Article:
Now I mean this last part in the sense not only of photography viz. news agencies, but also in private. The sophisticated uses of make-up, lighting, and photographic realism tries to create life. I believe that our righteousness is reflected in our corporeality, that holiness is beautiful. One sees the marks of sins in the ugliness of the face, an ugliness that cannot be suppressed no matter how many beauty products one uses. Our faces are our persons, and our decaying person will shine through as an ugly and shattered visage of death as long as we are bound in sin. Yet as much as Christ's life is present we see a beauty emerge within broken bodies. It's indescribable, but one can truly see beauty in the face of one who is in Christ.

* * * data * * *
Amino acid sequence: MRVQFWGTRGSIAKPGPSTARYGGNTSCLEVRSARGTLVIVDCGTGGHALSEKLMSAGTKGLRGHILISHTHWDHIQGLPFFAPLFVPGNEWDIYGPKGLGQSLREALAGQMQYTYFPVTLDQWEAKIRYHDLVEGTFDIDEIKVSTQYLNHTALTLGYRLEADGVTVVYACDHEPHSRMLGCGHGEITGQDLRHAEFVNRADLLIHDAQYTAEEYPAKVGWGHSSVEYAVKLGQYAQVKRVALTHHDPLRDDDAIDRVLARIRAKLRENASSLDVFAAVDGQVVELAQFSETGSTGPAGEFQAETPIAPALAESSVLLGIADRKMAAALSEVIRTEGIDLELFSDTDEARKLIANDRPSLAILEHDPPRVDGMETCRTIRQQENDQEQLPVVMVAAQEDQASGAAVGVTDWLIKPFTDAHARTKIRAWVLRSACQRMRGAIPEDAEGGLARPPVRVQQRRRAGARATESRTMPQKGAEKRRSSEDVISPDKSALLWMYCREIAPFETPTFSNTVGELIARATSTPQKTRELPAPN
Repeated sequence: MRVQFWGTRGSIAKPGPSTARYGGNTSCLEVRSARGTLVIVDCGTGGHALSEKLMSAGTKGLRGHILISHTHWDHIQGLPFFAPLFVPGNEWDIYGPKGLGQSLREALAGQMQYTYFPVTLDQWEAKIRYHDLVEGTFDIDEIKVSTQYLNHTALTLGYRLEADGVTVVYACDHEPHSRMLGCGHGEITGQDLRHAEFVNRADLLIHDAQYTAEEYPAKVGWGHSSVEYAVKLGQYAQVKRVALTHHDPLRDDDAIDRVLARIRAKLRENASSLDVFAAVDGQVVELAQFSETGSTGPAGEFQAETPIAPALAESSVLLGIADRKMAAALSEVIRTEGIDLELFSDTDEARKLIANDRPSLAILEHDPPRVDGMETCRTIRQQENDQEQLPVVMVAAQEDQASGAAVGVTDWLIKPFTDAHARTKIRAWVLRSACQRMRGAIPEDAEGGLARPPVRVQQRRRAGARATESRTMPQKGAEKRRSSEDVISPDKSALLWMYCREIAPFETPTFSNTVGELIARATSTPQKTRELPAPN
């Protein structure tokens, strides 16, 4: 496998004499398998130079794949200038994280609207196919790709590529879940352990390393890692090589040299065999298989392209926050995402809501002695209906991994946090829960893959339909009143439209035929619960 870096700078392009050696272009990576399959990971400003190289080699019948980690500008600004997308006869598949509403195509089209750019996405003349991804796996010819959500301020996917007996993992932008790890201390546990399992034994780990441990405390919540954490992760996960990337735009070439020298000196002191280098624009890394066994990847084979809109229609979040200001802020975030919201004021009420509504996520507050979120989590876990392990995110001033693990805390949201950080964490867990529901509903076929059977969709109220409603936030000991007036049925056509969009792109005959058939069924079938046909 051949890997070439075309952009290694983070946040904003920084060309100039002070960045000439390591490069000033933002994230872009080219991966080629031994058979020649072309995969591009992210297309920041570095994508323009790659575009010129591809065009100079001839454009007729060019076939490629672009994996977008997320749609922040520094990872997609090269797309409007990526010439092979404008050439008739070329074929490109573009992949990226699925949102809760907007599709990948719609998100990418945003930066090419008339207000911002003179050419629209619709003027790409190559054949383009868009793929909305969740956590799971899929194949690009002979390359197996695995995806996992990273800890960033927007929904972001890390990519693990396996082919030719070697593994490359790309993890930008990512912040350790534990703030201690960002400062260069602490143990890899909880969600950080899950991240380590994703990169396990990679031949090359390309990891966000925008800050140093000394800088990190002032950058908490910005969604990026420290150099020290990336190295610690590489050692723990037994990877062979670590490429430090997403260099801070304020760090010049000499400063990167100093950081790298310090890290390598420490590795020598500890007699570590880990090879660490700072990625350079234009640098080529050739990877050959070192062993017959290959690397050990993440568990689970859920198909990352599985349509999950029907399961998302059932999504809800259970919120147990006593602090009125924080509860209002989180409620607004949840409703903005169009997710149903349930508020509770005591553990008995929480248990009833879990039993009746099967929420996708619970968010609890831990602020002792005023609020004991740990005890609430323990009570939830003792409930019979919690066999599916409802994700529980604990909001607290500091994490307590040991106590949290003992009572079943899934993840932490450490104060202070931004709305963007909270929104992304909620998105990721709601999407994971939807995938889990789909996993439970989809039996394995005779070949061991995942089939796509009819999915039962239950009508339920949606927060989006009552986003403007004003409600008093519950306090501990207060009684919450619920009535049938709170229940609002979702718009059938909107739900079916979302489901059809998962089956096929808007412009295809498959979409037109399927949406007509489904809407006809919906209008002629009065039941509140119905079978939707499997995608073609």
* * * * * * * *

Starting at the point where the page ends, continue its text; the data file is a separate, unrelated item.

Now, I hope you can never look at a painting or photograph the same way. The face is a stage on which the saving work of Christ stands victorious over a world of sin, death, and devils. May we look onto Christ and hold to Him, the Savior of the Human race.